I recently made a recipe that the friend I will be reunited with in about 6 months (where does the time go?!) made back in my first year of graduate school for our marathon viewing session of the bad adaptation of Bulgakov's Master and Margarita. I baked cupcakes (lemon blueberry) and she brought marinated mushrooms. I can't say the two went terribly well together, but since the movie was about 6 hours long, there was more than enough time to balance out the tart and sweet cupcakes with the tangy, garlicked and herbed mushrooms.

Marinated Mushrooms


barely adapted from U.H.
Makes about 3-4 servings

I recommend eating the mushrooms as a side dish for fish, or even to mix them into a salad. If you like salty things, they're also good to eat while standing in front of the refrigerator.

230 grams of mushrooms, cleaned and chopped

For the marinade: 
2 cloves garlic, chopped finely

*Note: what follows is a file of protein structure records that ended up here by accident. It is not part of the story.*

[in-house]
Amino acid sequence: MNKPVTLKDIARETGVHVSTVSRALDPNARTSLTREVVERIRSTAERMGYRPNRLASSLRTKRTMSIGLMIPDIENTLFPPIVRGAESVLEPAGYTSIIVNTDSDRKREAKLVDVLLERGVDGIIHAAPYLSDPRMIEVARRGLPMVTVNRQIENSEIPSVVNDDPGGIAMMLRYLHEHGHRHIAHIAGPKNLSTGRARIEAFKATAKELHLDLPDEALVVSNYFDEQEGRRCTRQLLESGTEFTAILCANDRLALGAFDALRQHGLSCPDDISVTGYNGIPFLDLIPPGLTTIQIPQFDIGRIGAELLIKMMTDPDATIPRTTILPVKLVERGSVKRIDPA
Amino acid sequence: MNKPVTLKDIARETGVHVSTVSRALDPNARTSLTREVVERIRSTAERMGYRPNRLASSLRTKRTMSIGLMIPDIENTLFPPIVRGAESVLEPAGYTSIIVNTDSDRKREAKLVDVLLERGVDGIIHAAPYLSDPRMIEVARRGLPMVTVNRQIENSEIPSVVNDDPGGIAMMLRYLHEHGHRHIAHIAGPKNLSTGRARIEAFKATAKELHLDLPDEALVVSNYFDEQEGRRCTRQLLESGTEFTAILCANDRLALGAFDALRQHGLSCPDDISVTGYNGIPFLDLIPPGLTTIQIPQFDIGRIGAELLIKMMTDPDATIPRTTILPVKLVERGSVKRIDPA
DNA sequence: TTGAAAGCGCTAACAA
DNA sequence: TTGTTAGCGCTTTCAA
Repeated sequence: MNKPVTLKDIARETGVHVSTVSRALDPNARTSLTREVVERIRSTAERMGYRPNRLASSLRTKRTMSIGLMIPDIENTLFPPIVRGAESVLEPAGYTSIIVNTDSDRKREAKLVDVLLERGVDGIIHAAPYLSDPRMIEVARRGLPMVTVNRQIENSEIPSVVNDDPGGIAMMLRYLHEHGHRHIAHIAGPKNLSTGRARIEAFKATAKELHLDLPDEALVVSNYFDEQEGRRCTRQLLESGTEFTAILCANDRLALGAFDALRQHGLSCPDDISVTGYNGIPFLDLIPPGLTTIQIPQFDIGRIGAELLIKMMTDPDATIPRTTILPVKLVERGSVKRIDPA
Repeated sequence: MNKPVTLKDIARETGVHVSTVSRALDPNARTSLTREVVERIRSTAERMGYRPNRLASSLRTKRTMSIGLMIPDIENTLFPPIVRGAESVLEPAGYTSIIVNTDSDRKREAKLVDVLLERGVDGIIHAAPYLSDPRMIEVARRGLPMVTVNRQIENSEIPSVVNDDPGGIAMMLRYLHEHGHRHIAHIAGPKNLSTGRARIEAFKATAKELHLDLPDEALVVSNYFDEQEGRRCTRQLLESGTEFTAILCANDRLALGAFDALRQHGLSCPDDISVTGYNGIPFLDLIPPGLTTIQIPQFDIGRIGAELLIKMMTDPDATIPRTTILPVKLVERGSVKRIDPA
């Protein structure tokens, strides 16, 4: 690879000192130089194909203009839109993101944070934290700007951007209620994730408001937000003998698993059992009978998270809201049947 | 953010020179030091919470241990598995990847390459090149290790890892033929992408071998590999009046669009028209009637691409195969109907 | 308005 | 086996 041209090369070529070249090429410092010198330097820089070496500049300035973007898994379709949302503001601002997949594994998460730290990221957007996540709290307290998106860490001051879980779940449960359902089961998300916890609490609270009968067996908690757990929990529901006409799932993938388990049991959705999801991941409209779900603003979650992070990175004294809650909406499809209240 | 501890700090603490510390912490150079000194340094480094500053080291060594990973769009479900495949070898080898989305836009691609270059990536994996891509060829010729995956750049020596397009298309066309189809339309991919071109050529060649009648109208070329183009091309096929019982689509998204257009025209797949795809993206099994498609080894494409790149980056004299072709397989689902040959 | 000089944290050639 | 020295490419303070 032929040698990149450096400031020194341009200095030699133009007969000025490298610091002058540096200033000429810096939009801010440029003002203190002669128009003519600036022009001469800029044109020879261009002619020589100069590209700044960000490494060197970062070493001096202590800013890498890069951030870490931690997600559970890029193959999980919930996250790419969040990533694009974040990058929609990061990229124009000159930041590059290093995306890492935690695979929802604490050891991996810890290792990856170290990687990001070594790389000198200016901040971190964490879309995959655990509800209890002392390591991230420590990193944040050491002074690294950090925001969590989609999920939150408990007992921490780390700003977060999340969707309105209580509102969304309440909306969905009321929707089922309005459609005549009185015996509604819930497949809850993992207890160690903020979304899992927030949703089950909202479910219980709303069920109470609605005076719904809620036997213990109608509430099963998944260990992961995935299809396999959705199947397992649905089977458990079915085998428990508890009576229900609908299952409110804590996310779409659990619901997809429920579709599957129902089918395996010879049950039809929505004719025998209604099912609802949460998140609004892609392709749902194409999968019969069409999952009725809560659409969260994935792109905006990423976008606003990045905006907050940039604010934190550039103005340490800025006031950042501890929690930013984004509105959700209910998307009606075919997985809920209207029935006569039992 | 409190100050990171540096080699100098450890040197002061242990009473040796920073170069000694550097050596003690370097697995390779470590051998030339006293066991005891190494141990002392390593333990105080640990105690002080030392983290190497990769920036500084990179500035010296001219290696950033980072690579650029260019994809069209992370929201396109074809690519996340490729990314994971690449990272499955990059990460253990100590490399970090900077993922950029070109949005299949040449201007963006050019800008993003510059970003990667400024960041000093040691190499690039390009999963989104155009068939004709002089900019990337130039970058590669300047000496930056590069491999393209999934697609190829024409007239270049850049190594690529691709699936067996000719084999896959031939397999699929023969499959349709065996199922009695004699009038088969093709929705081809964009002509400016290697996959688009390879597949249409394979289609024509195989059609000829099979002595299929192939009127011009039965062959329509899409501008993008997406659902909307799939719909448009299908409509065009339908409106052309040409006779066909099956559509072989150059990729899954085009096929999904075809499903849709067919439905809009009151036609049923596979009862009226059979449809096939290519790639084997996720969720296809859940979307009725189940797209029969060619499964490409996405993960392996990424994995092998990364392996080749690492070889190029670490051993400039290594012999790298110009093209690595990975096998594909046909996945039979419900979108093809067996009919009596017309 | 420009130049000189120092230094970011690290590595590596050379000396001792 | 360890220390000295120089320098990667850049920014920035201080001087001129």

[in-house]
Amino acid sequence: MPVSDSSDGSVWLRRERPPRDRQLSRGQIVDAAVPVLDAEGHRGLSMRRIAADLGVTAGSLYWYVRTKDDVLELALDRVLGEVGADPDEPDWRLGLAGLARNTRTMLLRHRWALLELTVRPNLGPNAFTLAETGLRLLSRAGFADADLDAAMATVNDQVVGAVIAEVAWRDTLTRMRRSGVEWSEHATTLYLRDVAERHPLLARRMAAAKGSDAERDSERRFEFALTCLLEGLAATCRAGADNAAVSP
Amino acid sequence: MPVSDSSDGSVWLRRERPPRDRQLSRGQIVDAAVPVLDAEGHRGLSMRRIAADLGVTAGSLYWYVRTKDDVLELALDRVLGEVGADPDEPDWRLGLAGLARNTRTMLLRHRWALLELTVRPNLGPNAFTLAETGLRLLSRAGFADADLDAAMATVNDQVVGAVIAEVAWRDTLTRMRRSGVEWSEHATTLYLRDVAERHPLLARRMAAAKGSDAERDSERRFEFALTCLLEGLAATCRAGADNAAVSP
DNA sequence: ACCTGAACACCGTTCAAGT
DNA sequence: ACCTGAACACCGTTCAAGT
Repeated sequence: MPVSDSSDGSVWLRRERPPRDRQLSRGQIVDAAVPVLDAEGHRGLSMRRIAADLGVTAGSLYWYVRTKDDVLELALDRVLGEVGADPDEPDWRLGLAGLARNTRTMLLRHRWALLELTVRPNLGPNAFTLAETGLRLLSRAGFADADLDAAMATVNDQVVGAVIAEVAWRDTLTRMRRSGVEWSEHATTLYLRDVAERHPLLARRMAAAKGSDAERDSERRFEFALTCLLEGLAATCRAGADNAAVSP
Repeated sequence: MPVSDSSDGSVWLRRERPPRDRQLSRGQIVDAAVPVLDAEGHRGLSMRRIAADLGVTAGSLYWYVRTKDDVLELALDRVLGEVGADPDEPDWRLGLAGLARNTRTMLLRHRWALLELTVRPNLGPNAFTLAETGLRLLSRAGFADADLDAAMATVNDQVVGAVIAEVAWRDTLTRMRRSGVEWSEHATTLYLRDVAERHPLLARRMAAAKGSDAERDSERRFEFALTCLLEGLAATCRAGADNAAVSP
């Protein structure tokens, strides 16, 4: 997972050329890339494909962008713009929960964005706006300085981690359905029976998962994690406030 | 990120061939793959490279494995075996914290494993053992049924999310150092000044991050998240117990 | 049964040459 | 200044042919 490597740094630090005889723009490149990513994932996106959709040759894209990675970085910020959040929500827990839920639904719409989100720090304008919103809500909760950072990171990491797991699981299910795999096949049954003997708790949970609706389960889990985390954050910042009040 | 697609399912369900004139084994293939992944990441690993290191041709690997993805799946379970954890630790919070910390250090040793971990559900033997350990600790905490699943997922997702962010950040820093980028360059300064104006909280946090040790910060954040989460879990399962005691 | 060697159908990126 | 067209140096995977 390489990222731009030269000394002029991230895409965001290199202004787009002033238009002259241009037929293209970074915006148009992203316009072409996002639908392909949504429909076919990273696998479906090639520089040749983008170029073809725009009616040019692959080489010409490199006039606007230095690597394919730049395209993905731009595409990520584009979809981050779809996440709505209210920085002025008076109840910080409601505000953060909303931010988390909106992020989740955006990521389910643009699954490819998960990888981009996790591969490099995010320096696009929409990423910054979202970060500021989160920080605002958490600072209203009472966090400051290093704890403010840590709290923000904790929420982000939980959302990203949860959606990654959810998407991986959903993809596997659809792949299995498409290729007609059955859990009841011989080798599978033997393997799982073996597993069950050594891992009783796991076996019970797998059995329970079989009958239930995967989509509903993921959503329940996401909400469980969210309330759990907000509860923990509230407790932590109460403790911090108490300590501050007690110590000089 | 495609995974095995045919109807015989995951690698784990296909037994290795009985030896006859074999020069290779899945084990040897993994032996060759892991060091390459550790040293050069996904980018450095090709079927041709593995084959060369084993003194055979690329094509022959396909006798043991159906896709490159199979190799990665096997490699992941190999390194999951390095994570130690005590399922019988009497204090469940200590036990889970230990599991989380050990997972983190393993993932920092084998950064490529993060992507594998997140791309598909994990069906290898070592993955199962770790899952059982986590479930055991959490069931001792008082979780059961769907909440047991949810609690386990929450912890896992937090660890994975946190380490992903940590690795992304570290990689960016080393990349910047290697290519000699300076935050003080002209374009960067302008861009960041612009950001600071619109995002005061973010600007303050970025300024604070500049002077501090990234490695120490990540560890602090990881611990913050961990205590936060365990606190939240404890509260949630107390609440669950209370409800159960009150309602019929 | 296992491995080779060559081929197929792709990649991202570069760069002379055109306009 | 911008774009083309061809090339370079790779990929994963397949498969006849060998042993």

1 Tbsp. chives, chopped
2 Tbsp. freshly chopped dill
2 Tbsp. freshly chopped parsley (you can also use basil)
1 Tbsp. honey (I used buckwheat honey)
1 1/2 Tbsp. Balsamic Vinegar
3/4 Tbsp. olive oil
1/2 tsp. kosher salt
1/2 tsp. pepper
1/2 tsp. sugar

-Clean and chop the mushrooms.
-Add the garlic, chives, dill and parsley to a large bowl.
-Add the salt, pepper and sugar and stir to mix.
-Add the honey, Balsamic and olive oil and mix well.
-Cover and refrigerate--either for a few hours or overnight (overnight tastes better, but for those of you who are impatient, a few hours will work, too).

Saturday, October 22, 2011

Friday Night--A Time for Cracking Coconuts

Every day I want to speak with you. And every day something more important /
calls for my attention -- the drugstore, the beauty products, the luggage /
I need to buy for the trip./
Even now I can hardly sit here /
among the falling piles of paper and clothing, the garbage trucks outside/
already screeching and banging. /
The mystics say you are as close as my own breath. /
Why do I flee from you? /
My days and nights pour through me like complaints /
and become a story I forgot to tell. /
Help me. Even as I write these words I am planning /
to rise from the chair as soon as I finish this sentence.
-Marie Howe ("A Prayer")